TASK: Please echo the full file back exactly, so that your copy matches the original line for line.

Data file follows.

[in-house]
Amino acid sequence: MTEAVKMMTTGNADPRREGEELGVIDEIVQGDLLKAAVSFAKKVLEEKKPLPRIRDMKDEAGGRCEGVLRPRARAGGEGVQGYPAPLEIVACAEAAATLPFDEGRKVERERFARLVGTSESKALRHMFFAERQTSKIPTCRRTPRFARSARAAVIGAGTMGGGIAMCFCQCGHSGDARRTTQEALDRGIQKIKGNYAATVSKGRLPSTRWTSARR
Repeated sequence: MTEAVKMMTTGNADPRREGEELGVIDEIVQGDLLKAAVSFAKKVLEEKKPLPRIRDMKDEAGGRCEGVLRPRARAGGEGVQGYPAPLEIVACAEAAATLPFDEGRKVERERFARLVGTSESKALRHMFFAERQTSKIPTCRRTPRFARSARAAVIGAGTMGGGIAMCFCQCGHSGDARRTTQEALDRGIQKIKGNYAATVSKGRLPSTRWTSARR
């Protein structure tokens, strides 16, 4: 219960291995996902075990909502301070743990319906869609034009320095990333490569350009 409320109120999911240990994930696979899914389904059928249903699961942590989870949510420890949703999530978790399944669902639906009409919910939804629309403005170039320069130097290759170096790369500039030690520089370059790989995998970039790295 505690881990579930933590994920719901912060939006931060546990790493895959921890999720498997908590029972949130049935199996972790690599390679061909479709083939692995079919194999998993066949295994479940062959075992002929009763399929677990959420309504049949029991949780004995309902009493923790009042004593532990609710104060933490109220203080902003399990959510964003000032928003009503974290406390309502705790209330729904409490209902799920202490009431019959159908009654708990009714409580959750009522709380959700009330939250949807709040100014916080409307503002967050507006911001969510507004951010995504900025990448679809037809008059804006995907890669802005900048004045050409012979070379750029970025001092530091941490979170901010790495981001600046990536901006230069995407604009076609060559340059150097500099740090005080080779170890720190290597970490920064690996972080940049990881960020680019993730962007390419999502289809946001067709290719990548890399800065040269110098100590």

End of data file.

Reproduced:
[in-house]
Amino acid sequence: MTEAVKMMTTGNADPRREGEELGVIDEIVQGDLLKAAVSFAKKVLEEKKPLPRIRDMKDEAGGRCEGVLRPRARAGGEGVQGYPAPLEIVACAEAAATLPFDEGRKVERERFARLVGTSESKALRHMFFAERQTSKIPTCRRTPRFARSARAAVIGAGTMGGGIAMCFCQCGHSGDARRTTQEALDRGIQKIKGNYAATVSKGRLPSTRWTSARR
Repeated sequence: MTEAVKMMTTGNADPRREGEELGVIDEIVQGDLLKAAVSFAKKVLEEKKPLPRIRDMKDEAGGRCEGVLRPRARAGGEGVQGYPAPLEIVACAEAAATLPFDEGRKVERERFARLVGTSESKALRHMFFAERQTSKIPTCRRTPRFARSARAAVIGAGTMGGGIAMCFCQCGHSGDARRTTQEALDRGIQKIKGNYAATVSKGRLPSTRWTSARR
């Protein structure tokens, strides 16, 4: 219960291995996902075990909502301070743990319906869609034009320095990333490569350009 409320109120999911240990994930696979899914389904059928249903699961942590989870949510420890949703999530978790399944669902639906009409919910939804629309403005170039320069130097290759170096790369500039030690520089370059790989995998970039790295 505690881990579930933590994920719901912060939006931060546990790493895959921890999720498997908590029972949130049935199996972790690599390679061909479709083939692995079919194999998993066949295994479940062959075992002929009763399929677990959420309504049949029991949780004995309902009493923790009042004593532990609710104060933490109220203080902003399990959510964003000032928003009503974290406390309502705790209330729904409490209902799920202490009431019959159908009654708990009714409580959750009522709380959700009330939250949807709040100014916080409307503002967050507006911001969510507004951010995504900025990448679809037809008059804006995907890669802005900048004045050409012979070379750029970025001092530091941490979170901010790495981001600046990536901006230069995407604009076609060559340059150097500099740090005080080779170890720190290597970490920064690996972080940049990881960020680019993730962007390419999502289809946001067709290719990548890399800065040269110098100590």